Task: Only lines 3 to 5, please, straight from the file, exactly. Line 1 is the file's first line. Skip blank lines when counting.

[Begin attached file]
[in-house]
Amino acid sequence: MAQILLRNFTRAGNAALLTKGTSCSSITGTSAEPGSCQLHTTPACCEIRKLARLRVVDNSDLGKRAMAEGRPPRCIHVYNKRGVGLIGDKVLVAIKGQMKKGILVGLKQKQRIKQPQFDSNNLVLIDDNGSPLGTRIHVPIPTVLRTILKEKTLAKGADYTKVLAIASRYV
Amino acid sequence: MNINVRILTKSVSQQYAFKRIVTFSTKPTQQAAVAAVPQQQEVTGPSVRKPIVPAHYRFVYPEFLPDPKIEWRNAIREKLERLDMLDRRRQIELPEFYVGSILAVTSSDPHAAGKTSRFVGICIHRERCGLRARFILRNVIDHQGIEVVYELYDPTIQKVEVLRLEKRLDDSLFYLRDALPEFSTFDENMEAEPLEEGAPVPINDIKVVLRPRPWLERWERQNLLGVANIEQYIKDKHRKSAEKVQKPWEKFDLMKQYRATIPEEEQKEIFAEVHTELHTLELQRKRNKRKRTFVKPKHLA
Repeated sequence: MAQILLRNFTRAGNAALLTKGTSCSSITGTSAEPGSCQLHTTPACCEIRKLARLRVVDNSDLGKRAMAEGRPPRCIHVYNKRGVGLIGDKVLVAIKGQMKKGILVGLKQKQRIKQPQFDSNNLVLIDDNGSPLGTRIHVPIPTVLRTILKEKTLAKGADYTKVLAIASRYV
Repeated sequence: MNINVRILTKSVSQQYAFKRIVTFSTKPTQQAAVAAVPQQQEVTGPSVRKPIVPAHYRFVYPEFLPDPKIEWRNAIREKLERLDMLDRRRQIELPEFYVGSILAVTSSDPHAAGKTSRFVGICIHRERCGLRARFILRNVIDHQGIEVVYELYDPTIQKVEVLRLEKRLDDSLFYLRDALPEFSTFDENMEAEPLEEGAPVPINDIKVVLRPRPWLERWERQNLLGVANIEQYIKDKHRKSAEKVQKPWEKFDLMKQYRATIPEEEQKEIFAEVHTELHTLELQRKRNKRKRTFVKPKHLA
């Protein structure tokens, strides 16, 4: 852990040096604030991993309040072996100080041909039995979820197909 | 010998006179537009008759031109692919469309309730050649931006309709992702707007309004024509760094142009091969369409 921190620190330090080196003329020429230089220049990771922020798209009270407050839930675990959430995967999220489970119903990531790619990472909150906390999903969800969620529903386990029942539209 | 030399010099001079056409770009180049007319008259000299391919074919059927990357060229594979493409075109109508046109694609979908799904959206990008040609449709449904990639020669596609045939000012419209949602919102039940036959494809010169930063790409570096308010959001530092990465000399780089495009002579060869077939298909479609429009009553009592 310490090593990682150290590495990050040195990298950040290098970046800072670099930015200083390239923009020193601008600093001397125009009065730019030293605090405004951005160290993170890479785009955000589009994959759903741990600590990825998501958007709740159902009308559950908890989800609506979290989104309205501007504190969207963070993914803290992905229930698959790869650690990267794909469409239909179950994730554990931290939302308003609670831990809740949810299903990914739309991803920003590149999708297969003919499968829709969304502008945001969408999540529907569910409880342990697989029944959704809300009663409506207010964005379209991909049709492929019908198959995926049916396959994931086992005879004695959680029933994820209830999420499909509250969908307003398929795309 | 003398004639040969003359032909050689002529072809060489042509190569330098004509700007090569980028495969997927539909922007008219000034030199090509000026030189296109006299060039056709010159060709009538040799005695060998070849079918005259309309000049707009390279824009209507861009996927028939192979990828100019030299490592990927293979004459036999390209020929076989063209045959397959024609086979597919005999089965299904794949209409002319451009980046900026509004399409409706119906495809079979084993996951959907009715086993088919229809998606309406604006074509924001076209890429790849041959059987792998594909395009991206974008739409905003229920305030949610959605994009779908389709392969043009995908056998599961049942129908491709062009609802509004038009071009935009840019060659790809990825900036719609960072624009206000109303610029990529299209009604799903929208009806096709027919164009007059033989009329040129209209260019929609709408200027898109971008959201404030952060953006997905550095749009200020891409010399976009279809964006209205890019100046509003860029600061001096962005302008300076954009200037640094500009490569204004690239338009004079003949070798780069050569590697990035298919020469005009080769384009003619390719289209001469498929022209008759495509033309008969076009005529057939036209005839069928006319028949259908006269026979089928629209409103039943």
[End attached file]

Amino acid sequence: MNINVRILTKSVSQQYAFKRIVTFSTKPTQQAAVAAVPQQQEVTGPSVRKPIVPAHYRFVYPEFLPDPKIEWRNAIREKLERLDMLDRRRQIELPEFYVGSILAVTSSDPHAAGKTSRFVGICIHRERCGLRARFILRNVIDHQGIEVVYELYDPTIQKVEVLRLEKRLDDSLFYLRDALPEFSTFDENMEAEPLEEGAPVPINDIKVVLRPRPWLERWERQNLLGVANIEQYIKDKHRKSAEKVQKPWEKFDLMKQYRATIPEEEQKEIFAEVHTELHTLELQRKRNKRKRTFVKPKHLA
Repeated sequence: MAQILLRNFTRAGNAALLTKGTSCSSITGTSAEPGSCQLHTTPACCEIRKLARLRVVDNSDLGKRAMAEGRPPRCIHVYNKRGVGLIGDKVLVAIKGQMKKGILVGLKQKQRIKQPQFDSNNLVLIDDNGSPLGTRIHVPIPTVLRTILKEKTLAKGADYTKVLAIASRYV
Repeated sequence: MNINVRILTKSVSQQYAFKRIVTFSTKPTQQAAVAAVPQQQEVTGPSVRKPIVPAHYRFVYPEFLPDPKIEWRNAIREKLERLDMLDRRRQIELPEFYVGSILAVTSSDPHAAGKTSRFVGICIHRERCGLRARFILRNVIDHQGIEVVYELYDPTIQKVEVLRLEKRLDDSLFYLRDALPEFSTFDENMEAEPLEEGAPVPINDIKVVLRPRPWLERWERQNLLGVANIEQYIKDKHRKSAEKVQKPWEKFDLMKQYRATIPEEEQKEIFAEVHTELHTLELQRKRNKRKRTFVKPKHLA